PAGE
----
What was it that made you get into that line of work?
Automotive photography literally fell on my lap. A buddy of mine that owned a wheel company called Sevas knew that I was dabbling in photography and asked me to shoot a car with his line of wheels. The car was a Mercedes S550 and black of all colors. He must have liked the photos because he continued calling me back for more shoots. I started posting my work on Flickr and enjoyed the comments that I was receiving. Automotive photography and I became one.
How do you see photography evolving in 2012 and on, any new trends you see yourself setting?
Man what a tough question!
Things are always changing at such a rapid pace, it’s hard to keep up with it all. I’ve taken note though that a lot of photographers in my line of work have been experimenting more and more with a technique called light painting. It is extremely time consuming, to complete one image alone can take a few hours. If done correctly it can leave you with a fantastic final image.
As far as me setting any trends this year, well at the present moment I have a few things that I am working on, but I do not wish to reveal them as of yet.
What equipment do you use? Why? Any experience with other brands? Any suggestions around gear for new automotive photographers?
Everyone knows I am a Nikon guy, currently I shoot with a Nikon D300s, which if everything goes as planned, I will be upgrading to the D800 or D4. I have a wide range of lenses, but find myself using my 24-70mm 2.8 the most. I plan on switching out my current lenses and moving on to primes, as the will give me a sharper looking image in the end. I could have gone with Canon but enjoy the button configuration on the Nikon bodies better.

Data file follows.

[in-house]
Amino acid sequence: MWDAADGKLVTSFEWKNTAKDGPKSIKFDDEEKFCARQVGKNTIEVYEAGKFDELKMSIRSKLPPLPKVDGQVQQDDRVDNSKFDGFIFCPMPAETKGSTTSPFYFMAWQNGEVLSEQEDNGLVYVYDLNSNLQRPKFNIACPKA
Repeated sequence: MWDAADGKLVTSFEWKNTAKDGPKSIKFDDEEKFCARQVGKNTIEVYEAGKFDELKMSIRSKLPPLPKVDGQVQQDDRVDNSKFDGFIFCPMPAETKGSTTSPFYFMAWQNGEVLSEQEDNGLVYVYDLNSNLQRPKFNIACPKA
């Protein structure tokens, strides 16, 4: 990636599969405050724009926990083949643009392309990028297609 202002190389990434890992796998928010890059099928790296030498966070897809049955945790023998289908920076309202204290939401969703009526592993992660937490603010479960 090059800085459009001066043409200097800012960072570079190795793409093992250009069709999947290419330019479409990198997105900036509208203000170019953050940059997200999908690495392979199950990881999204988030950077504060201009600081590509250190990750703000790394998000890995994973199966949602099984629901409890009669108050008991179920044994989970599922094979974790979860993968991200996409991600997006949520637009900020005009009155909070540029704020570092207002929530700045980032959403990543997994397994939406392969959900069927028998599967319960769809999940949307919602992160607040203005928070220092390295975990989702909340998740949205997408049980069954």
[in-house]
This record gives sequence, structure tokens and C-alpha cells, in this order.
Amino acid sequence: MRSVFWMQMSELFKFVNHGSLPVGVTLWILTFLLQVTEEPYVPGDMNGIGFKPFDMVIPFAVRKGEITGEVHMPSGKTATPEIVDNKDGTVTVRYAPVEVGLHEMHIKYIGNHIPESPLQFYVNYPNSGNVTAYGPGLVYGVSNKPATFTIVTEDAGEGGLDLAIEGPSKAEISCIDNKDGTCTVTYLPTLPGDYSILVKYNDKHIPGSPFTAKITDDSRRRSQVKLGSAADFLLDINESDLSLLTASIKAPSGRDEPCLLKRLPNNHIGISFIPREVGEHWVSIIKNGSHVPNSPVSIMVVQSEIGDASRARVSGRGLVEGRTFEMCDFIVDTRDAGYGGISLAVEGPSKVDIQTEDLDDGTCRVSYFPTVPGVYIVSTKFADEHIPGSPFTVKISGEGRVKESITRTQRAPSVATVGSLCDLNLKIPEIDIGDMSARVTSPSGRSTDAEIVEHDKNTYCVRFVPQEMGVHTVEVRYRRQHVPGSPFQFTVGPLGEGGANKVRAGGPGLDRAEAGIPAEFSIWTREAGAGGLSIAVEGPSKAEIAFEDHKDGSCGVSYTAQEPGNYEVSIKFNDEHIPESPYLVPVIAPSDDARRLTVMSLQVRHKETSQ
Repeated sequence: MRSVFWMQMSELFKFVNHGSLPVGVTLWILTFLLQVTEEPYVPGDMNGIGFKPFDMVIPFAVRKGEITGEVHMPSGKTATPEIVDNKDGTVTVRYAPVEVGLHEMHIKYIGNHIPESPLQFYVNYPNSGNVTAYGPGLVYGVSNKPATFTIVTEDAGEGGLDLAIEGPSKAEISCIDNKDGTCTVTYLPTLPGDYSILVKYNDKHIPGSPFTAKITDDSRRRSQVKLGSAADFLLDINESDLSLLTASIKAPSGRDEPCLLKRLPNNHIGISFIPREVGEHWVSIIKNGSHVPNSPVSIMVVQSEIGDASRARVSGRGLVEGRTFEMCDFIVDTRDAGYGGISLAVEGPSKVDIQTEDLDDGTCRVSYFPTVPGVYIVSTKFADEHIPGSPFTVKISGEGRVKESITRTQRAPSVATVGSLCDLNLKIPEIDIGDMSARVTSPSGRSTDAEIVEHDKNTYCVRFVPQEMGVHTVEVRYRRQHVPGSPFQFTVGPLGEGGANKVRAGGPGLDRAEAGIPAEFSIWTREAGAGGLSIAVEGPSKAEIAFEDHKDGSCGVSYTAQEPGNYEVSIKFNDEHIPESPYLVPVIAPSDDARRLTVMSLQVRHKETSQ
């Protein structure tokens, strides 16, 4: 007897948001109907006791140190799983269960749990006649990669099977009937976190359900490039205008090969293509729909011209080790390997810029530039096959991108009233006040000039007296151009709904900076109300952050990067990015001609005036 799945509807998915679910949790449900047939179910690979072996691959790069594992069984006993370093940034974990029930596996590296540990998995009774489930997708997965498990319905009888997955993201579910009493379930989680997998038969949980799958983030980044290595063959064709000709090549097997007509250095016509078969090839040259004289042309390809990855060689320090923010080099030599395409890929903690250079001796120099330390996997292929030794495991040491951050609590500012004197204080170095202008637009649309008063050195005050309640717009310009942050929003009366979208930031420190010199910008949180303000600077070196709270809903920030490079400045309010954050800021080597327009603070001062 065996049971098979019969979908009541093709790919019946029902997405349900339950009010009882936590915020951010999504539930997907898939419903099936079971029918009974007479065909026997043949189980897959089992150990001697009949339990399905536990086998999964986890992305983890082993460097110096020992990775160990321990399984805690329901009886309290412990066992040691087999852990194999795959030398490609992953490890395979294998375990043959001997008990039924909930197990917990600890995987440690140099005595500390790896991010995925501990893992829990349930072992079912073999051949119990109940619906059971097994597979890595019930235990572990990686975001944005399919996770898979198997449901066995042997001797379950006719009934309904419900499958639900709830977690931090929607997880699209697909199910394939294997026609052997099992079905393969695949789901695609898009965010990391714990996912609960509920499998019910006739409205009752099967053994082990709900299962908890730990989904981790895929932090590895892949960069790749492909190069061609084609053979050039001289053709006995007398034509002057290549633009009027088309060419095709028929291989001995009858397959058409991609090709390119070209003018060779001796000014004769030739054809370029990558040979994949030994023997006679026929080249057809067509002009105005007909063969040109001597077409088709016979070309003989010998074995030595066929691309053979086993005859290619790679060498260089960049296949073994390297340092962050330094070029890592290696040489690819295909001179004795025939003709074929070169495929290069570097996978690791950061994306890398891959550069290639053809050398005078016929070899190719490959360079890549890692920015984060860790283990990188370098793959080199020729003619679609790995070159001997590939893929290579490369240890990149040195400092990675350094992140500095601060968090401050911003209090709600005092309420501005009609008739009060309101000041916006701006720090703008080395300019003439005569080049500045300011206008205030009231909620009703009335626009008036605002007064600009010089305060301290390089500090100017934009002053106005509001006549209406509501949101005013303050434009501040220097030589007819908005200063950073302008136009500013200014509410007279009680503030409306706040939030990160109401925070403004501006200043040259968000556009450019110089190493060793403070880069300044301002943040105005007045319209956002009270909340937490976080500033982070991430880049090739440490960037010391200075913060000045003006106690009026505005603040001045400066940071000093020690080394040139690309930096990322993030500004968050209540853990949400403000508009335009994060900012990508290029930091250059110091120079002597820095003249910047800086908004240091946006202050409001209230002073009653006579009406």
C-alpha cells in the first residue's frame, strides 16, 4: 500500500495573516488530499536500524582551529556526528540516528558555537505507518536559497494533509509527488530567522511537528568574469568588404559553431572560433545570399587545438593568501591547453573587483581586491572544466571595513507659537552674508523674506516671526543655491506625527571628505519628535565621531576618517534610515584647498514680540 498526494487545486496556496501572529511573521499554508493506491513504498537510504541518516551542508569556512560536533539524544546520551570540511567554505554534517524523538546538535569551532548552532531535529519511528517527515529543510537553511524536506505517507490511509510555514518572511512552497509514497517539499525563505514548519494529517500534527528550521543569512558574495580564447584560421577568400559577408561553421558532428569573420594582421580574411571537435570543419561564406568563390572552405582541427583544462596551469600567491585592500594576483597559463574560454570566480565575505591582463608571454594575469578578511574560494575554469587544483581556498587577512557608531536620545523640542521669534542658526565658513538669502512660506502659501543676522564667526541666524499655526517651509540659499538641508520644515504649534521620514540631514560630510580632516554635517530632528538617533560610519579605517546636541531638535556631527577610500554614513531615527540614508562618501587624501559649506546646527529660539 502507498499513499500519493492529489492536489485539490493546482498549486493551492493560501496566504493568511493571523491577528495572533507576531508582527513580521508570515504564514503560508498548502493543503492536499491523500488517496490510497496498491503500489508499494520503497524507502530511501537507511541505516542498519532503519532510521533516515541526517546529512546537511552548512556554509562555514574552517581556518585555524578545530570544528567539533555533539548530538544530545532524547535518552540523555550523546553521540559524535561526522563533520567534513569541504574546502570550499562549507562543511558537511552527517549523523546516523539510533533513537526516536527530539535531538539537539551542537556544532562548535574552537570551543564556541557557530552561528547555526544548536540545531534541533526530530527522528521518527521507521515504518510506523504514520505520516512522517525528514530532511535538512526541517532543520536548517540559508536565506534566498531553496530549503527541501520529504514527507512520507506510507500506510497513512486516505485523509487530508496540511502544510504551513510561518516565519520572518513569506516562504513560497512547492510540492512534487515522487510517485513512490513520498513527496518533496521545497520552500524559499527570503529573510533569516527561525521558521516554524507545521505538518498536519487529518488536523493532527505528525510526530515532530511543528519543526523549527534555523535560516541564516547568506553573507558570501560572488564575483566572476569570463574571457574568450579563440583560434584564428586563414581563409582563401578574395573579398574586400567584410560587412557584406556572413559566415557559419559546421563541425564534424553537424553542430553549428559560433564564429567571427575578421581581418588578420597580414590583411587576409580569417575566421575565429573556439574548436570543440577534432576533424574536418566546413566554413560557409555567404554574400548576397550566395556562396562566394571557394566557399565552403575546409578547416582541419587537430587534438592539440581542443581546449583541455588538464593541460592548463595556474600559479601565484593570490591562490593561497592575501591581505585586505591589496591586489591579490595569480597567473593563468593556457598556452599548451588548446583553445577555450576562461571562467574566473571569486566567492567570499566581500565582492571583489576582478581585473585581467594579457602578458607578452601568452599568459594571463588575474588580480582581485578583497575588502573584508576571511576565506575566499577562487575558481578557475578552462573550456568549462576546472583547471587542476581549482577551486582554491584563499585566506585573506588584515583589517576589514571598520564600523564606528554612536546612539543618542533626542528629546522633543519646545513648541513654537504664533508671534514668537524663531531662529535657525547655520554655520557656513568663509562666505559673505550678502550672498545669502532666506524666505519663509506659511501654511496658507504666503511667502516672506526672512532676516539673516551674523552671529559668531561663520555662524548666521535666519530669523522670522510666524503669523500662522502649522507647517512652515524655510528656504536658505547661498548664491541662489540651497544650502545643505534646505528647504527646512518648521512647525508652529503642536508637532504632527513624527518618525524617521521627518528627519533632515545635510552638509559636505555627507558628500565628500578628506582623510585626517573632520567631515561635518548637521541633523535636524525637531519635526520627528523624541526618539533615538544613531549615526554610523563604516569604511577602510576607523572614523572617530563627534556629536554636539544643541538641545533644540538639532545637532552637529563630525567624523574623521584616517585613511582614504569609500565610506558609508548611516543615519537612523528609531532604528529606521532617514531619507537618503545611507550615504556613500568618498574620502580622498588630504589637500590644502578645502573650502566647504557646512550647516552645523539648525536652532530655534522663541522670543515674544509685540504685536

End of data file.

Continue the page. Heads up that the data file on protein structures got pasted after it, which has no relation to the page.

My suggestion for the new guys would be to go with what feels right for you, remember it is not always the more expensive gear that is going to give you a better looking image. It is the artist within that is going to do that for you.
What is the absolute best pic you ever took, tell us about it and why it means so much?
Another tough question.
I don’t know; I have so many that I enjoy to just pick one. What I can tell you though, is the shoot I did with Ben’s Ford Raptor and how I loved some of those shots. Not only did I love some of the shots but the day was chaotic and fun all at the same time. It was the first time in a shoot that I had no care in the world that the car was dirty. I knew going into the shoot that I wanted some farmland, dirt roads, or crop fields. What I didn’t expect was heavy rain, soft grounds and getting the truck stuck for a little bit. Shit even I was knee high in the mud for some of the shots it was insane!!
What could have been any other photographer’s nightmare, I somehow made it work.
Rains, mud, and chances of ruining some equipment are not normal. I was worried about my gear but at the same time, I did not know if I would get the same chance to get the same look to that you see in those images again. It just came together pretty well.
A big thank you to William Stern for sharing his story with us and inspiring other young photographers. You will definitely be seeing some more of Will’s amazing photography in our upcoming ADV1 articles as well as in our next phases of our 997.2 C4S project car.